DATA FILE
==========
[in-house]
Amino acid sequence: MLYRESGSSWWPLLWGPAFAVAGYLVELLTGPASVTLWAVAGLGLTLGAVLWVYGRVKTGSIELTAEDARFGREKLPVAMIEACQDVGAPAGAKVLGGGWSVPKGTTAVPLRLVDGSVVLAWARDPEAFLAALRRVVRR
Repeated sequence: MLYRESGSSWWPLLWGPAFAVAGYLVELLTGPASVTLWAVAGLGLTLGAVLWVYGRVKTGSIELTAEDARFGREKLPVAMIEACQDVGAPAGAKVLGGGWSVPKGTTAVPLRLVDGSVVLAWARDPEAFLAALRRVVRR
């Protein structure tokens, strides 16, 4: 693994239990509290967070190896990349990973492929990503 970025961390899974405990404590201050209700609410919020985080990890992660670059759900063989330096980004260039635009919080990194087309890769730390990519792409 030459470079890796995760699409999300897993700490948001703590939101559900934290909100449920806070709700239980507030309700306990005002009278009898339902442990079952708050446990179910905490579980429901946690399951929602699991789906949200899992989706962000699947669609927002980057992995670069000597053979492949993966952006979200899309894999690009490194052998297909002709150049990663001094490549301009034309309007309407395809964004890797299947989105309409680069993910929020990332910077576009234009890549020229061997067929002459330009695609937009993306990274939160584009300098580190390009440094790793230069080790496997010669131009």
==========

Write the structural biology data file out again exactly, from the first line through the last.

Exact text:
[in-house]
Amino acid sequence: MLYRESGSSWWPLLWGPAFAVAGYLVELLTGPASVTLWAVAGLGLTLGAVLWVYGRVKTGSIELTAEDARFGREKLPVAMIEACQDVGAPAGAKVLGGGWSVPKGTTAVPLRLVDGSVVLAWARDPEAFLAALRRVVRR
Repeated sequence: MLYRESGSSWWPLLWGPAFAVAGYLVELLTGPASVTLWAVAGLGLTLGAVLWVYGRVKTGSIELTAEDARFGREKLPVAMIEACQDVGAPAGAKVLGGGWSVPKGTTAVPLRLVDGSVVLAWARDPEAFLAALRRVVRR
């Protein structure tokens, strides 16, 4: 693994239990509290967070190896990349990973492929990503 970025961390899974405990404590201050209700609410919020985080990890992660670059759900063989330096980004260039635009919080990194087309890769730390990519792409 030459470079890796995760699409999300897993700490948001703590939101559900934290909100449920806070709700239980507030309700306990005002009278009898339902442990079952708050446990179910905490579980429901946690399951929602699991789906949200899992989706962000699947669609927002980057992995670069000597053979492949993966952006979200899309894999690009490194052998297909002709150049990663001094490549301009034309309007309407395809964004890797299947989105309409680069993910929020990332910077576009234009890549020229061997067929002459330009695609937009993306990274939160584009300098580190390009440094790793230069080790496997010669131009």